The first time I remember going to church was when I was four. I waited to get in the car, excited because my mother had gotten me all dressed up in a velvet dress with ballerina tights and patent leather shoes, and even white gloves like she had on. My parents acted very serious, so it was important to me, too. The next thing I knew I was looking up at a huge gray stone building, walking up broad steps to tall red doors, holding onto my father’s hand, my other hand gripping the cold black railing because people were all around us to go through the doors too, and it was a crowd, and crowds were new to me, so I was afraid of getting lost. I looked up at the church with its dark slate roof and tarnished copper gutters, and the bell in the steeple was ringing, ringing, ringing.
Cold wind braced my cheeks as I watched the bell swing against deep blue sky, and father jerked my hand to follow, mother holding my baby brother Jay just behind us. Thigh-high in a moving stream of wool-coated bodies, if it weren’t for my father I thought I would be trampled. Without even a look goodbye, my mother went with the crowd as father pulled me along to the left. I wondered why we weren’t going with everyone else as we went through a second set of doors with the same rounded shape at the top, but black. Still holding his hand, we entered a large hall. Sunshine through stained glass windows made jewel-colored shapes on the black and white checkered floor, and the vaulted ceiling made it expansive, and I instantly felt more relaxed. There were not a lot of people there; all I saw were children.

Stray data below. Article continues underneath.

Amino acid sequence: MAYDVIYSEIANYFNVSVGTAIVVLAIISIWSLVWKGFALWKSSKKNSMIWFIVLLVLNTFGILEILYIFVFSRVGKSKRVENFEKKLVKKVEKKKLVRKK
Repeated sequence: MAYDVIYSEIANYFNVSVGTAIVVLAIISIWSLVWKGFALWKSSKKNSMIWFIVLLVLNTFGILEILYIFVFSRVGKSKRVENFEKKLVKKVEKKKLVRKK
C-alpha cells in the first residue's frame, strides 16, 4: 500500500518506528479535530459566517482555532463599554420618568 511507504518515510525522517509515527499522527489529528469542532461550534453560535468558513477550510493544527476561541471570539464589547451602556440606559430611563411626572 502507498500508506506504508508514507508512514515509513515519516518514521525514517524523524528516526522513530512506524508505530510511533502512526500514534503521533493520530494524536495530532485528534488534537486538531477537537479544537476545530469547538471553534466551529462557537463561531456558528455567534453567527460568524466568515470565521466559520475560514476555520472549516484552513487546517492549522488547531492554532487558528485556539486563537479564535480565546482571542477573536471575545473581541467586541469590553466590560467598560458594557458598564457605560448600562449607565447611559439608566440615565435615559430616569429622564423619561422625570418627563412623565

Then a woman in a long dress like from a picture book came up to us and father said “This is Miss Elsie, the children’s choir director. You’re going to sing with her.” I smiled, looking up at her face. She looked so kind, and told me that my father led the adult choir and she taught the children, did I like to sing? I’ll never forget how warm she was, she smiled with her eyes. I immediately loved her. My father told me he was leaving me there; he had to take the adult choir into church. Even though it was all new to me, I wasn’t afraid at all.
Suddenly I had a long dress on over my clothes that looked like Miss Elsie’s. The doors were closed, and no one else was coming in. It got quiet. It was cold in there, but I didn’t feel cold at all. She lined us up in two rows; I was right of center front, facing her. A paper was in my hand, with writing, shapes and lines, and in just that one morning I learned what notes meant and how to read music. It was easy for me and I didn’t know what natural pitch was yet, but I had it. We sang a song a few times, Miss Elsie singing with us, making eye contact, encouraging us and correcting, and it felt so good; so natural. I didn’t know this was what was going to happen before ‘getting dressed up to go to church’!
The song we sang must have become good enough, because she didn’t ask us to keep singing it, and she lined us up in two rows again at the black double door. I was in the front, on the right. Miss Elsie held two large books behind arms folded across her chest, focusing her attention toward the direction the crowd had gone. Then I heard a deep, beautiful sound like a wave against my chest that called me, and Miss Elsie opened the door as if following it and we children followed her like baby chicks walking into sounds and sights right down the middle of standing people holding books and singing, and we were singing, and I looked up and way up high on the wall in the front was a man with long brown hair and a beard standing in the clouds barefoot, wearing a long blue robe (kind of like mine, but one color), with his hands outstretched, and holes with blood in his palms and on the top of his feet, and it was Jesus, and it was the happiest moment of my life.
“Suffer little children to come unto me, and forbid them not: for of such is the kingdom of God”, Christ said. I am blessed to know how true it is.